Obama Ends Year on a High, Surviving Midterm Shellacking

One expert predicts Republicans wont be so compromising next year

Looking toward the future

The media has been abuzz this week over President Obama’s conversation with Philadelphia Eagles owner Jerry Lurie, during which he reportedly praised Lurie for giving quarterback Michael Vick a “rare second chance” to succeed after famously serving time in prison for running a dog fighting ring out of his Virginia home, that few other ex-convicts experience.

White House spokesman Bill Burton hastily issued a clarification, saying that Obama condemns Vick’s crimes. But would it really be so unreasonable to believe that the president was feeling a little bit generous given his own rare second chance following a midterm shellacking that gave House Republicans the biggest shift in control since 1948?

“A lot of folks in this town predicted that after the midterm elections, Washington would be headed for more partisanship and more gridlock,” Obama said at a press conference before heading off on his Hawaiian Christmas vacation. “Instead, this has been a season of progress for the American people.”

Lame duck sessions, that period between an election and a new Congress, is more often than not a dead period, during which little if anything is accomplished. But Obama defied both the odds and expectations by racking up a series of significant legislative gains. He secured a middle class tax cut package, a repeal of “Don’t Ask, Don’t Tell” and Senate ratification of the U.S.-Russia arms treaty. In addition, Congress passed landmark legislation to settle black farmer discrimination suits, a food safety bill and the 9/11 first responders healthcare measure.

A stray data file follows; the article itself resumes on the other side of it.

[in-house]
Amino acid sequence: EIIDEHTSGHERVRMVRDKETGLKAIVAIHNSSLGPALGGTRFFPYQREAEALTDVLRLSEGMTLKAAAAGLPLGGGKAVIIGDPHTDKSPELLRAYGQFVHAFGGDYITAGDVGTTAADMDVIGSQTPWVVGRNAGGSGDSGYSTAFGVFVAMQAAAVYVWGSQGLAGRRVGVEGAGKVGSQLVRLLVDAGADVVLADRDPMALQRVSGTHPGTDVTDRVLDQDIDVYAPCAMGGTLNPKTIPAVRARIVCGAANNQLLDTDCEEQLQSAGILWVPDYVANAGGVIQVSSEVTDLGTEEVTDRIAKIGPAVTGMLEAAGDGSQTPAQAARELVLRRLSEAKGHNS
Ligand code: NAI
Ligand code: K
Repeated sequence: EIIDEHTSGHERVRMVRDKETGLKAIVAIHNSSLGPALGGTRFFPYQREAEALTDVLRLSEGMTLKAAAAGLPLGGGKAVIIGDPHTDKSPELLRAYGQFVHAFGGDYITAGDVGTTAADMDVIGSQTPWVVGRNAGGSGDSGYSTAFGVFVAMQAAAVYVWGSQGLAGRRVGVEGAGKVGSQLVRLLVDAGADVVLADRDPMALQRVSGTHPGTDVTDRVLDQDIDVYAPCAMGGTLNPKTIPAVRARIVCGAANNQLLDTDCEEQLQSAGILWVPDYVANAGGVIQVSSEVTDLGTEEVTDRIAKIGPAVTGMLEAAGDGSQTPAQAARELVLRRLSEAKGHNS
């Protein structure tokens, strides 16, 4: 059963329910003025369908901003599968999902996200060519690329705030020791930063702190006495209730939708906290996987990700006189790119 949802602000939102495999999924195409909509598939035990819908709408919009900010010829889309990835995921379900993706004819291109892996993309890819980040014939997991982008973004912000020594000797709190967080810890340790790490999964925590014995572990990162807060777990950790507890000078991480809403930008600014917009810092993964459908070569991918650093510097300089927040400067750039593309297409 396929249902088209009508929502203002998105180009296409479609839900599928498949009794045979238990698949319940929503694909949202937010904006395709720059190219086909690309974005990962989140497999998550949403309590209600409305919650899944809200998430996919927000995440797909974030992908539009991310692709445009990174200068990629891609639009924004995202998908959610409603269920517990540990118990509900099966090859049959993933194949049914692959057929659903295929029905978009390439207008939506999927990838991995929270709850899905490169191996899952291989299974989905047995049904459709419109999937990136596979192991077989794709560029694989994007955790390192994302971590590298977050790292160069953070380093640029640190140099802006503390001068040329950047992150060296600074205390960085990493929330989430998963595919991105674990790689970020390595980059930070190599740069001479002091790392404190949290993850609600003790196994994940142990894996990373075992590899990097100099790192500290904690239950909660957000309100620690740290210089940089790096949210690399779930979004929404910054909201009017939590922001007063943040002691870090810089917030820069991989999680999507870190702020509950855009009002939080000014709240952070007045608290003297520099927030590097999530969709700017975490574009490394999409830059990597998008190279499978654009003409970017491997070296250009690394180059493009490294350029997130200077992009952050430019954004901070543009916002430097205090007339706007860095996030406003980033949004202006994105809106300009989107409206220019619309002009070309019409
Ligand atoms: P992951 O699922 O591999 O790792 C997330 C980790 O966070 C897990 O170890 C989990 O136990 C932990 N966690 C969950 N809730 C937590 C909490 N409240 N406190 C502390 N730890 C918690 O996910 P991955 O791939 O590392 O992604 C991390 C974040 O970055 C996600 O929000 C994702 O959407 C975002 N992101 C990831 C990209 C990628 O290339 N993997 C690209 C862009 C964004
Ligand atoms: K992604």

“People expected him to leave town defeated, but he left on a high. In a symbolic way that increases his clout. The GOP know that and they don’t want it to happen again, particularly in the House but also in Senate, which will have five or six additional senators,” said San Francisco State University political scientist Robert Smith. Still he adds, “Obama’s weaknesses were exaggerated after the November elections and his presumed strengths are probably being exaggerated now.”

But come January 5, the political environment in Washington will undergo yet another seismic shift. That’s when the White House can expect Republican challenges to the healthcare and Wall Street reform bills passed earlier this year, as well as slashes to the federal budget to fulfill the GOP’s Pledge to America to reduce government spending to 2008 levels. Immigration reform, which is at the top of Obama’s to-do list, also promises to be an issue of heated debate, particularly the DREAM Act, whose failure to pass Obama has described as both “heartbreaking” and his “biggest disappointment.” He plans to target Republican lawmakers who’ve reversed their decision to support the DREAM Act for political reasons.

The president also anticipates a “robust debate” next year over how to cut unnecessary spending while making much-needed investments in education, research and development, innovation and other areas that are essential to the nation’s long-term economic growth, job creation and global competitiveness.

Smith also questions whether Obama will similarly secure deals on immigration reform or energy, another important item on his list, in the new Congress. “If anybody learned a lesson during the lame duck session, it’s the Republicans,” Smith warned. “They won’t be as willing to compromise in the House as they were in the Senate, because they see he’s getting all this credit.”

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